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Hidden secrets revealed during restoration work at San Xavier Mission

Southern AZ landmark and active church
Posted: 1:54 PM, Jan 17, 2022
Updated: 2022-01-18 18:40:53-05
San Xavier east tower restoration

TUCSON, Ariz. (KGUN) — San Xavier Mission is one of southern Arizona's top tourist destinations, but it also still functions as a church more than two centuries after it was first built.

That is thanks to constant restoration work on the building.

One of the men helping to restore San Xavier Mission has a personal connection to the project.

"Some of my ancestors might have been up there too. I'm just like wow," said Jarvis Juan of Means Design & Building Corp. He grew up going to the San Xavier Mission School and attending mass at the Mission.

Now, he's helping restore the facade of the building likely built by his ancestors 225 years ago.

"A lot of tedious work. What they did back then was pretty amazing," Juan said. "With the tools we have now makes it easier. I figured how did they do it back then?"

The restoration work being done now on the east tower has uncovered several interesting and hidden secrets.

When Pat Parris first covered the history of San Xavier back in May of 2019, then Paster Rev. Stephen Barnufsky explained about the cat chasing the mouse on the facade.

"If the cat catches the mouse then it's either the end of the building or it's the end of the world," Barnufsky said in the original story.

So far, the mouse, the building and the world are safe, but the current restoration work has uncovered that while the cat doesn't have any eyes, the mouse was given a big advantage.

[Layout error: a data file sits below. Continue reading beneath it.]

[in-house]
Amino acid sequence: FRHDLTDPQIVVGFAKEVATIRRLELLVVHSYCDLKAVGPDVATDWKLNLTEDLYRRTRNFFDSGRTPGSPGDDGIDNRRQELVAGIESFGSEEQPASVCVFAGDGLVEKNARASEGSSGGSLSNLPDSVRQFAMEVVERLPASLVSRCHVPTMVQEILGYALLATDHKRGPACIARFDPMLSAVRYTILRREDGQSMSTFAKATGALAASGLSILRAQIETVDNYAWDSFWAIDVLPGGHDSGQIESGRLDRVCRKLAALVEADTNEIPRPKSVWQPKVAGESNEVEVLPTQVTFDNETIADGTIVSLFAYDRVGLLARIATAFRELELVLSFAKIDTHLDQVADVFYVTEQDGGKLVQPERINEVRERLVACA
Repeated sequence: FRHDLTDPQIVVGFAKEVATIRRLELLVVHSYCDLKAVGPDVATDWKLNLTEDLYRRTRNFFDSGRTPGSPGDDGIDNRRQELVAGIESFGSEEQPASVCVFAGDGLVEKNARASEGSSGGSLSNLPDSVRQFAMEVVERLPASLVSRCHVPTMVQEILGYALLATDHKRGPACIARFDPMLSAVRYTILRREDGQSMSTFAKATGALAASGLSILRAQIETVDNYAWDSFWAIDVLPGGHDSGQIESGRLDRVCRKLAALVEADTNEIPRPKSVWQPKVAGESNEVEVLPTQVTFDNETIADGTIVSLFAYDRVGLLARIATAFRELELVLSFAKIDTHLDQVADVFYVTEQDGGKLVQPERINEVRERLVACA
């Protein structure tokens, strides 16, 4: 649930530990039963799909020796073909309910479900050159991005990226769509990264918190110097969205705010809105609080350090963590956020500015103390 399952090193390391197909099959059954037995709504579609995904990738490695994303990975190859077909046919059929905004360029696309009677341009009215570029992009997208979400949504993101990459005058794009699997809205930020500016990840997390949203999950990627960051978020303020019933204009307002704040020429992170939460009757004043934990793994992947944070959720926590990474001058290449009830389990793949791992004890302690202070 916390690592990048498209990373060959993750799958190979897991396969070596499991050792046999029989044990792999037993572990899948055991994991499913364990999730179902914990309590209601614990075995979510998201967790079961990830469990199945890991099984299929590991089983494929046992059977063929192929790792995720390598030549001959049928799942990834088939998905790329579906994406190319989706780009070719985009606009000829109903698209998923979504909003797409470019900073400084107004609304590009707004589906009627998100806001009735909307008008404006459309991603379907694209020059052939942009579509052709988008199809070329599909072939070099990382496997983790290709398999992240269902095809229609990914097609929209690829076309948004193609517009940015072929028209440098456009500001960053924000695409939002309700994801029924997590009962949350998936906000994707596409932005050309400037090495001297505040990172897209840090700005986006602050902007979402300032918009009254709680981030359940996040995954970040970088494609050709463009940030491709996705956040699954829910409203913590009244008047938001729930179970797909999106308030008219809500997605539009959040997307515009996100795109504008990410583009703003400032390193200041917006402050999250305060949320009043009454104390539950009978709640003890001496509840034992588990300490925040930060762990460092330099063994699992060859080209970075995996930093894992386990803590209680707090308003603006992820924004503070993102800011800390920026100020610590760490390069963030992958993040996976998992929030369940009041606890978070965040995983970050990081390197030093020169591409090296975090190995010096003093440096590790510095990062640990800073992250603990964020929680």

Mouse with nails for eyes at San Xavier del Bac

"You can tell they have eyes, but they have nails," conservator Matilde Rubio said. "They are round nails and they were done when the plaster was still soft, because they are no cracks."

She says she's also impressed with the amount of pigments remaining in the nooks and crannies of the east tower facade.

Her husband, Timothy Lewis, is also an art conservator working on the mission's exterior and interior.

"It's a labor of love," Lewis said.

San Xavier del Bac restoration of facade

Lewis grew up on the Tohono O'odham Nation and has always gone to mass at San Xavier.

He has been doing restoration work on the church off and on since 1992.

Now, it's a full-time job.

Lewis and Rubio are working on the west transept of the church, the area to the left of the altar.

He's carefully chiseling out the concrete patches that are actually damaging the original building.

"Even using the materials that we use, we go back to the base of what they used back then instead of trying to use modern materials because it's more helpful," Lewis said.

The old technique they're using for plaster involves mixing lime with cactus juice.

Lewis and Rubio are teaching those restoration techniques to U of A student Susie Moreno, their apprentice.

Restoration work at San Xavier being done by Susie Moreno

Like Lewis, she went to school and mass here at San Xavier.

"For me it's preserving history, preserving what the people here put together and put their heart and soul into," Moreno said. "Trying to preserve it the way it is so it can continue to tell its story."

"It's not only for me it's for the community the Wak community, the San Xavier community. It's for them," said Timothy Lewis. "Not only them, the tourists that come to see it. They're amazed by it. We hear wows and oohs and ahs as they come in. It means a lot to us."

Much of the conservation work done on the church is funded by the nonprofit Patronato San Xavier.

They hope to have the east tower restoration done this spring. The work inside is a never-ending job.

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Pat Parris is an anchor and reporter for KGUN 9. He is a graduate of Sabino High School where he was the 1982 high school state track champion in the 800 meters. While in high school and college, he worked part-time in the KGUN 9 newsroom. His father, Jack Parris, is a former general manager of the station. Share your story ideas and important issues with Pat by emailing pat.parris@kgun9.com or by connecting on FacebookTwitter, and Instagram.